BANFIELD: I got to say. Just looking at these pictures just brings me back. Gene Simmons is going to will join us live to talk about his new family rock 'n' roll restaurant. Sounds pretty cool, but first off, how on earth does this guy do all the things he does? You're not going to believe the list of things he's in charge of. You're watching EARLY START.

(COMMERCIAL BREAK) BANFIELD: So, you might recognize the faces, especially the legendary tongue-wagging front man for the band "Kiss," but would you recognize Gene Simmons if he didn't have his makeup on? You probably would if you watched his reality show. I just have to listen to this song. It's just take me back -- oh, man. I'm like 13 all over again.

(LAUGHTER)

BANFIELD: Gene Simmons has been a really busy guy since co- founding "Kiss" 38 years ago, folks. Thirty-eight. He's got an impressive list of accomplishments in the business field. His latest venture is a restaurant in El Segundo, California. It's called Rock and Brews. Gene Simmons is live now in our L.A. bureau.

Hey, Gene, thanks for getting up early, and when I say early, it's like, what, almost four o'clock in the morning for you.

GENE SIMMONS, CO-FOUNDER, "KISS": It's zero o'clock, and I'm going to find out where you live for getting me up at this time. By the way, to fix something.

BANFIELD: Yes.

SIMMONS: It's not a local restaurant. We're already global.

BANFIELD: Well, good to hear.

SIMMONS: Rock and Brews is opening in El Segundo, Maui, Tokyo, at the LAX Airport.

BANFIELD: So, here's what I don't get about you.

SIMMONS: Yes.

BANFIELD: Here's what I don't get -- what don't you do?

SIMMONS: What do I do?

BANFIELD: No. What don't you do?

(LAUGHTER)

BANFIELD: I got this in front of me, Gene, I swear to God, I was talking to my producers this morning, you sure this is Gene Simmons bio, because let me just go quickly over a few things. You co-founded "Kiss" 38 years ago, when what, you're about 19 years old by my guess. You got to --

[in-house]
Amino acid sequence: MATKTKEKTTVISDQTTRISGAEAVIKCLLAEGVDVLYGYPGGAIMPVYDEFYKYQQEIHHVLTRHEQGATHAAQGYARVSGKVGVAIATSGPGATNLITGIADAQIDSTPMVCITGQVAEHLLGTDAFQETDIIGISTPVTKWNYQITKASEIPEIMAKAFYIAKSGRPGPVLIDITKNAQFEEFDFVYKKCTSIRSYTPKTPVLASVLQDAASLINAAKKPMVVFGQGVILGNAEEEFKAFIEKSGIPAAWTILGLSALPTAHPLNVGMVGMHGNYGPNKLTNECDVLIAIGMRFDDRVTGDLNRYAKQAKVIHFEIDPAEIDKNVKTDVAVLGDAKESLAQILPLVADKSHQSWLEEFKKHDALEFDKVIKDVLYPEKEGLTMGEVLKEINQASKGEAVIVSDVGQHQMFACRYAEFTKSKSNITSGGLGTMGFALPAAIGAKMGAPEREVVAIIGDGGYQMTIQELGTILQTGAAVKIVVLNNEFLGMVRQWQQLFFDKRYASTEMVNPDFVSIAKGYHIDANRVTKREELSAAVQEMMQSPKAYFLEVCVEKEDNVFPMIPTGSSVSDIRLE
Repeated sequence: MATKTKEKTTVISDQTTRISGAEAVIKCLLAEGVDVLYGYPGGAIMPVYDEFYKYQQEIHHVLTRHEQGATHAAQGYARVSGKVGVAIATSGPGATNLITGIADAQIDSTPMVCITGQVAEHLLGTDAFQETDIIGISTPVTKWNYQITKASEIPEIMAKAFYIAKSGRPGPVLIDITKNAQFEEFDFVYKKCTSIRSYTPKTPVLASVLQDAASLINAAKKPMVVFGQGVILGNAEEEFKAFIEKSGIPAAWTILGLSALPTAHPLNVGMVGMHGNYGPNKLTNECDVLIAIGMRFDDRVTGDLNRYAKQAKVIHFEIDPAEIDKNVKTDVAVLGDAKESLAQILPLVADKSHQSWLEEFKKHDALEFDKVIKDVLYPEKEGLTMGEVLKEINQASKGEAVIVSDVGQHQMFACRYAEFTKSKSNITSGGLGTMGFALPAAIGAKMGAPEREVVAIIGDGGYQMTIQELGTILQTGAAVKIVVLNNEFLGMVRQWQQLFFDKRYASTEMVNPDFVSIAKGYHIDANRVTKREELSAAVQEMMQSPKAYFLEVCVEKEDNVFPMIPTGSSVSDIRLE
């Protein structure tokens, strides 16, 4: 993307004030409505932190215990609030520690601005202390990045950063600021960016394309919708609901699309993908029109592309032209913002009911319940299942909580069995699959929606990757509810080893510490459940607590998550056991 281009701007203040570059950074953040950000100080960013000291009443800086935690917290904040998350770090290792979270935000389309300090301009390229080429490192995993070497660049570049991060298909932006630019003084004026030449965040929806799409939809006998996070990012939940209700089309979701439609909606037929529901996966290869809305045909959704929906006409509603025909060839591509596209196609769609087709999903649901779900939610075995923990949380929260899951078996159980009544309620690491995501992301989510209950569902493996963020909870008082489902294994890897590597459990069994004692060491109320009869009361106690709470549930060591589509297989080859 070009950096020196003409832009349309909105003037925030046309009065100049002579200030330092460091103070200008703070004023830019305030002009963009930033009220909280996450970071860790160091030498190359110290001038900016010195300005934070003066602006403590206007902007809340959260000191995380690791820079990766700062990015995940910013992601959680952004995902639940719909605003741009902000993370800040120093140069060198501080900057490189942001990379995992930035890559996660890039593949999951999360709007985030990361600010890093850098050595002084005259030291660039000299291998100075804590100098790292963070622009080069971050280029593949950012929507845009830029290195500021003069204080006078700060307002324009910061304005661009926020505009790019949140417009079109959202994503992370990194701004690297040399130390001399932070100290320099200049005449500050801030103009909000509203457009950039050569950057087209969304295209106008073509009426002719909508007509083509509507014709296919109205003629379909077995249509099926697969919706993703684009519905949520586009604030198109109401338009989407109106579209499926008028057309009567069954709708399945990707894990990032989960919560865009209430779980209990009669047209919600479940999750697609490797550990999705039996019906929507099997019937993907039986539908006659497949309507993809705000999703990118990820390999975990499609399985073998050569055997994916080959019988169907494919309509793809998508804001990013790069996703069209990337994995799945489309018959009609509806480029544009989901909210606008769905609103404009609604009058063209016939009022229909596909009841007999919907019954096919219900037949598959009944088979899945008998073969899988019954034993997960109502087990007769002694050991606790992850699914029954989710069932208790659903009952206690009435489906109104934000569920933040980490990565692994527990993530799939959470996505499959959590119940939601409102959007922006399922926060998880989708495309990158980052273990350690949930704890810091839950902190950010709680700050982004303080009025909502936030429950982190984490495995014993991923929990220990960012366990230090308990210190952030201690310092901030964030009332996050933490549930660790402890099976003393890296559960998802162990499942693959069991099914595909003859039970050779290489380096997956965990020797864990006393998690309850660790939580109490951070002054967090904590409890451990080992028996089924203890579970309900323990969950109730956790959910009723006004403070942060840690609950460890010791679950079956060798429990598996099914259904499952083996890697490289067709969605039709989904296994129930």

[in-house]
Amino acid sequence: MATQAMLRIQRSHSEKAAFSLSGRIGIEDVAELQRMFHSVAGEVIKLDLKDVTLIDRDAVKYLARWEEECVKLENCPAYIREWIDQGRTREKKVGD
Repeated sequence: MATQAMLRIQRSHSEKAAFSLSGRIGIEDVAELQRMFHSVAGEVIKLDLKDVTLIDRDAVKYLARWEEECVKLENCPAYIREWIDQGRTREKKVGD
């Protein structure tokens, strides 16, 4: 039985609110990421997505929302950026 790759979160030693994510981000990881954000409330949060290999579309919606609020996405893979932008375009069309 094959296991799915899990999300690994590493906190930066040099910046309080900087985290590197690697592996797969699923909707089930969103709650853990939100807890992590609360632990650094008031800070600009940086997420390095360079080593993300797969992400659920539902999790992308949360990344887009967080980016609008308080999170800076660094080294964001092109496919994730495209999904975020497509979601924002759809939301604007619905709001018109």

SIMMONS: Let me stop you for one second. "Kiss" is about to embark on a two-year-long tour with Motley Crue.

BANFIELD: I'm getting to that!

SIMMONS: The tour is mostly sold out. Get your tickets now. My mom wants another house. Go ahead. BANFIELD: This is why I'm asking you this, because you are the consummate businessman. In fact, by the way, speaking of business, you even wrote a blurb in Ali and Christine's "How to Speak Money," because listen to the list here.

You got "Kiss" coffee house, "Kiss" 18-minute golf course, cool springs like the wealth management company, Simmons Records, Simmons Books, Simmons Audio Visual, Ortsbo.com, a language translation company. Gene --

SIMMONS: The world's largest language translation.

BANFIELD: And that's just -- those are just your business creds. Now, we'll get into TV, "Family Jewels," "Rock School," "My Dad's A Rock Star," "Mr. Romance." Do you sleep?

SIMMONS: Well, look, I don't want to -- methinks he doth protest too much. I'm a very lucky guy. But Ashleigh, I'm glad you asked me. Today is the grand opening of Rock and Brews. It's in El Segundo. All the media is going to be there. I'm sure CNN is going to be there as well. All the big rockers are going to be there, but this is a family restaurant that America has been waiting for.

You can bring your kids. It's pet friendly. You can bring your dogs, but it's surrounded by video screens that show the greatest rockers of all-time, because this is intrinsically America, America not only invented flight, but they also invented rock 'n' roll and blues and all that, and we have produced the royalty of the world, rock stars.

In fact, it has now become synonymous with a fighter pilot who's great. He's a rock star. A politician, if he's really fantastic, he's a rock star. You --

(CROSSTALK)

BANFIELD: I like the idea that the restaurant has these 20 large screen TVs that continuously loop these favorite concerts to the best concerts of all-time. So, my question for you, what is your favorite rock concert and rock group of all-time and you can't say "Kiss."

(LAUGHTER)

SIMMONS: You're leading the witness, your honor.

BANFIELD: Yes.

SIMMONS: You can't do that.

BANFIELD: Yes, I can. My show.

(LAUGHTER)

SIMMONS: It's my show and I'll cry if I want to.

(LAUGHTER) BANFIELD: What is it? I really want to hear.